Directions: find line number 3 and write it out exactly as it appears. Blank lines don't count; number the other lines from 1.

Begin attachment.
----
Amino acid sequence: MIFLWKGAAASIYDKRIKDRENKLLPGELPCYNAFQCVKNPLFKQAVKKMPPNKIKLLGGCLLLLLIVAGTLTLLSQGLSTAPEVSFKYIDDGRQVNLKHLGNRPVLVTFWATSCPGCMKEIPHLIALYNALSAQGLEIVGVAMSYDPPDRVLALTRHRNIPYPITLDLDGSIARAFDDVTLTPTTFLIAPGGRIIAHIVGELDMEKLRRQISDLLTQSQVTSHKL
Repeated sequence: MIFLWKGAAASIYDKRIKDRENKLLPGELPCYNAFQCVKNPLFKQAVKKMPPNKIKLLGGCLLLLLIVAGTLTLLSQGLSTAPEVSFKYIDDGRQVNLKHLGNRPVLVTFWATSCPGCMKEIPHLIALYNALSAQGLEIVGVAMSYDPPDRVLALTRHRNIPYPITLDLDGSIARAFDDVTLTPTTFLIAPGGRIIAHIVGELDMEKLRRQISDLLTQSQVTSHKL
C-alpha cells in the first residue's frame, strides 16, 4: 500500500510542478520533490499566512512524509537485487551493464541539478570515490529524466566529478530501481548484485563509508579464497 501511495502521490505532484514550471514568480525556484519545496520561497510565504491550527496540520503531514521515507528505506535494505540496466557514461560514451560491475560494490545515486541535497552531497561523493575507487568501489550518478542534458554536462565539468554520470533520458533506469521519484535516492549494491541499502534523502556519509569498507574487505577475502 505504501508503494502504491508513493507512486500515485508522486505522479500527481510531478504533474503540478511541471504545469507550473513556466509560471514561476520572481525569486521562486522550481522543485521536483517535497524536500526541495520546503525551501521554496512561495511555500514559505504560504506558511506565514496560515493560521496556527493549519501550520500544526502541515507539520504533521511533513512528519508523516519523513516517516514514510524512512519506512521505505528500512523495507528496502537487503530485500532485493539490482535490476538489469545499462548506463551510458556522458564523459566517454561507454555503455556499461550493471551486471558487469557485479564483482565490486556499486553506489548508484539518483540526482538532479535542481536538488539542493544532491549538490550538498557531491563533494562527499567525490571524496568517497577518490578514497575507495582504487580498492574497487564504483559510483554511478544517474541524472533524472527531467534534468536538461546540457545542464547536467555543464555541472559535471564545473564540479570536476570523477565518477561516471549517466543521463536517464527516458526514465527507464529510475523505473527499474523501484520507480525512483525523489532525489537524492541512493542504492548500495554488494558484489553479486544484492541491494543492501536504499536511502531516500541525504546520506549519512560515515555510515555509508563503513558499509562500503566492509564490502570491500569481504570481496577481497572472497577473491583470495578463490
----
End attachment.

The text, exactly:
C-alpha cells in the first residue's frame, strides 16, 4: 500500500510542478520533490499566512512524509537485487551493464541539478570515490529524466566529478530501481548484485563509508579464497 501511495502521490505532484514550471514568480525556484519545496520561497510565504491550527496540520503531514521515507528505506535494505540496466557514461560514451560491475560494490545515486541535497552531497561523493575507487568501489550518478542534458554536462565539468554520470533520458533506469521519484535516492549494491541499502534523502556519509569498507574487505577475502 505504501508503494502504491508513493507512486500515485508522486505522479500527481510531478504533474503540478511541471504545469507550473513556466509560471514561476520572481525569486521562486522550481522543485521536483517535497524536500526541495520546503525551501521554496512561495511555500514559505504560504506558511506565514496560515493560521496556527493549519501550520500544526502541515507539520504533521511533513512528519508523516519523513516517516514514510524512512519506512521505505528500512523495507528496502537487503530485500532485493539490482535490476538489469545499462548506463551510458556522458564523459566517454561507454555503455556499461550493471551486471558487469557485479564483482565490486556499486553506489548508484539518483540526482538532479535542481536538488539542493544532491549538490550538498557531491563533494562527499567525490571524496568517497577518490578514497575507495582504487580498492574497487564504483559510483554511478544517474541524472533524472527531467534534468536538461546540457545542464547536467555543464555541472559535471564545473564540479570536476570523477565518477561516471549517466543521463536517464527516458526514465527507464529510475523505473527499474523501484520507480525512483525523489532525489537524492541512493542504492548500495554488494558484489553479486544484492541491494543492501536504499536511502531516500541525504546520506549519512560515515555510515555509508563503513558499509562500503566492509564490502570491500569481504570481496577481497572472497577473491583470495578463490